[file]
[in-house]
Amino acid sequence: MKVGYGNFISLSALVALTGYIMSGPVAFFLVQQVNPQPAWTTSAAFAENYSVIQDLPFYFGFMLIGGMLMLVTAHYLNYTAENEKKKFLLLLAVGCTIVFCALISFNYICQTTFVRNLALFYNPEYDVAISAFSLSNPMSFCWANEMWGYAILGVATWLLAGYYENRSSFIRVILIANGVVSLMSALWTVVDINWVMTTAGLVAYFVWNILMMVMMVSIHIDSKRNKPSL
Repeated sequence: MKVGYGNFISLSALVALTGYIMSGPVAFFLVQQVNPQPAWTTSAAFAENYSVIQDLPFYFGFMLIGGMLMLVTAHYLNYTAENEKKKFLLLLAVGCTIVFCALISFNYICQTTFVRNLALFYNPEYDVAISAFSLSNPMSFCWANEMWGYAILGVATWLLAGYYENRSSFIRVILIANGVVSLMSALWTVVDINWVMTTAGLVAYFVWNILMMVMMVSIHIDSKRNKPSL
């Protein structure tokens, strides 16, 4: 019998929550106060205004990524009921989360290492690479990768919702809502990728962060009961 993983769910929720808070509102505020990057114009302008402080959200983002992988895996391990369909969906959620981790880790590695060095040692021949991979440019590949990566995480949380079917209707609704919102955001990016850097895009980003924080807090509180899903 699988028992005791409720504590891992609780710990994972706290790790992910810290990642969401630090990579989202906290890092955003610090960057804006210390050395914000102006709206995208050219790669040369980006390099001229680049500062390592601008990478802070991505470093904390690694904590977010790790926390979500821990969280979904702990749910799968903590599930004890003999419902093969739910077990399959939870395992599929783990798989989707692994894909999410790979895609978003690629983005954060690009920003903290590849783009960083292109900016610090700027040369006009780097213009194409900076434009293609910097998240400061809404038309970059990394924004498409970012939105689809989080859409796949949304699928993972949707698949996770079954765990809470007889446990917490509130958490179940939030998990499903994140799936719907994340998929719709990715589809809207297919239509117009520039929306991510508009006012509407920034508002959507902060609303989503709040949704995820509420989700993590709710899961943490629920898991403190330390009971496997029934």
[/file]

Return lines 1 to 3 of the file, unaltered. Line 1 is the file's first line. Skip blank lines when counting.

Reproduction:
[in-house]
Amino acid sequence: MKVGYGNFISLSALVALTGYIMSGPVAFFLVQQVNPQPAWTTSAAFAENYSVIQDLPFYFGFMLIGGMLMLVTAHYLNYTAENEKKKFLLLLAVGCTIVFCALISFNYICQTTFVRNLALFYNPEYDVAISAFSLSNPMSFCWANEMWGYAILGVATWLLAGYYENRSSFIRVILIANGVVSLMSALWTVVDINWVMTTAGLVAYFVWNILMMVMMVSIHIDSKRNKPSL
Repeated sequence: MKVGYGNFISLSALVALTGYIMSGPVAFFLVQQVNPQPAWTTSAAFAENYSVIQDLPFYFGFMLIGGMLMLVTAHYLNYTAENEKKKFLLLLAVGCTIVFCALISFNYICQTTFVRNLALFYNPEYDVAISAFSLSNPMSFCWANEMWGYAILGVATWLLAGYYENRSSFIRVILIANGVVSLMSALWTVVDINWVMTTAGLVAYFVWNILMMVMMVSIHIDSKRNKPSL